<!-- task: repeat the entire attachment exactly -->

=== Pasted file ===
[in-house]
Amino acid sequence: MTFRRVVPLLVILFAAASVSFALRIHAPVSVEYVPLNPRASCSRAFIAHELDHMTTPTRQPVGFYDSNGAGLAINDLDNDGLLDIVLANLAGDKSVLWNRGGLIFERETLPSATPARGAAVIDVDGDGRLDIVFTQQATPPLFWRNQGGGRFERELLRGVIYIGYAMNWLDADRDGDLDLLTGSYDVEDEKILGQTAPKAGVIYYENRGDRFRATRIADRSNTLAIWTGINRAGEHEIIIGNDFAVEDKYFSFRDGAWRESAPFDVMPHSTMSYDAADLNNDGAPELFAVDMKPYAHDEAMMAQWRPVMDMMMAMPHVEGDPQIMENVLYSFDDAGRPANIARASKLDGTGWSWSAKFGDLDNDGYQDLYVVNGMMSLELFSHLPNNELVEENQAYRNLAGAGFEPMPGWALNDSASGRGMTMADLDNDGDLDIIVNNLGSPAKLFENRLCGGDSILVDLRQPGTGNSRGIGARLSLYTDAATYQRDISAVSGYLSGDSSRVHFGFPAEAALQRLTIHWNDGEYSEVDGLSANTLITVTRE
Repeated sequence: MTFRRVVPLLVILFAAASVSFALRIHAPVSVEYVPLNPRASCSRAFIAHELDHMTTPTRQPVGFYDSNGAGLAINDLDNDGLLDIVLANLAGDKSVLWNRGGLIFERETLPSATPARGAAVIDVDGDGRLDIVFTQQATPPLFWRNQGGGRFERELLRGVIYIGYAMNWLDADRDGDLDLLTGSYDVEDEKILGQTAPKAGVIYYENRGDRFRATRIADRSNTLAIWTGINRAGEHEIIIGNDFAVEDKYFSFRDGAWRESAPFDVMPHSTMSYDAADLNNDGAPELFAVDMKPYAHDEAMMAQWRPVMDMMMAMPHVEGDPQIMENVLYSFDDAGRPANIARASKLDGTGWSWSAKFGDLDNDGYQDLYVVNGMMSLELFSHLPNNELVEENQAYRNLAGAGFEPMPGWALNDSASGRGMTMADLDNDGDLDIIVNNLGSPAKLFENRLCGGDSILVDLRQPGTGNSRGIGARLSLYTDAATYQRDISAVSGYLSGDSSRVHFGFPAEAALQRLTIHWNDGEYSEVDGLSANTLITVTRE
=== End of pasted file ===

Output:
[in-house]
Amino acid sequence: MTFRRVVPLLVILFAAASVSFALRIHAPVSVEYVPLNPRASCSRAFIAHELDHMTTPTRQPVGFYDSNGAGLAINDLDNDGLLDIVLANLAGDKSVLWNRGGLIFERETLPSATPARGAAVIDVDGDGRLDIVFTQQATPPLFWRNQGGGRFERELLRGVIYIGYAMNWLDADRDGDLDLLTGSYDVEDEKILGQTAPKAGVIYYENRGDRFRATRIADRSNTLAIWTGINRAGEHEIIIGNDFAVEDKYFSFRDGAWRESAPFDVMPHSTMSYDAADLNNDGAPELFAVDMKPYAHDEAMMAQWRPVMDMMMAMPHVEGDPQIMENVLYSFDDAGRPANIARASKLDGTGWSWSAKFGDLDNDGYQDLYVVNGMMSLELFSHLPNNELVEENQAYRNLAGAGFEPMPGWALNDSASGRGMTMADLDNDGDLDIIVNNLGSPAKLFENRLCGGDSILVDLRQPGTGNSRGIGARLSLYTDAATYQRDISAVSGYLSGDSSRVHFGFPAEAALQRLTIHWNDGEYSEVDGLSANTLITVTRE
Repeated sequence: MTFRRVVPLLVILFAAASVSFALRIHAPVSVEYVPLNPRASCSRAFIAHELDHMTTPTRQPVGFYDSNGAGLAINDLDNDGLLDIVLANLAGDKSVLWNRGGLIFERETLPSATPARGAAVIDVDGDGRLDIVFTQQATPPLFWRNQGGGRFERELLRGVIYIGYAMNWLDADRDGDLDLLTGSYDVEDEKILGQTAPKAGVIYYENRGDRFRATRIADRSNTLAIWTGINRAGEHEIIIGNDFAVEDKYFSFRDGAWRESAPFDVMPHSTMSYDAADLNNDGAPELFAVDMKPYAHDEAMMAQWRPVMDMMMAMPHVEGDPQIMENVLYSFDDAGRPANIARASKLDGTGWSWSAKFGDLDNDGYQDLYVVNGMMSLELFSHLPNNELVEENQAYRNLAGAGFEPMPGWALNDSASGRGMTMADLDNDGDLDIIVNNLGSPAKLFENRLCGGDSILVDLRQPGTGNSRGIGARLSLYTDAATYQRDISAVSGYLSGDSSRVHFGFPAEAALQRLTIHWNDGEYSEVDGLSANTLITVTRE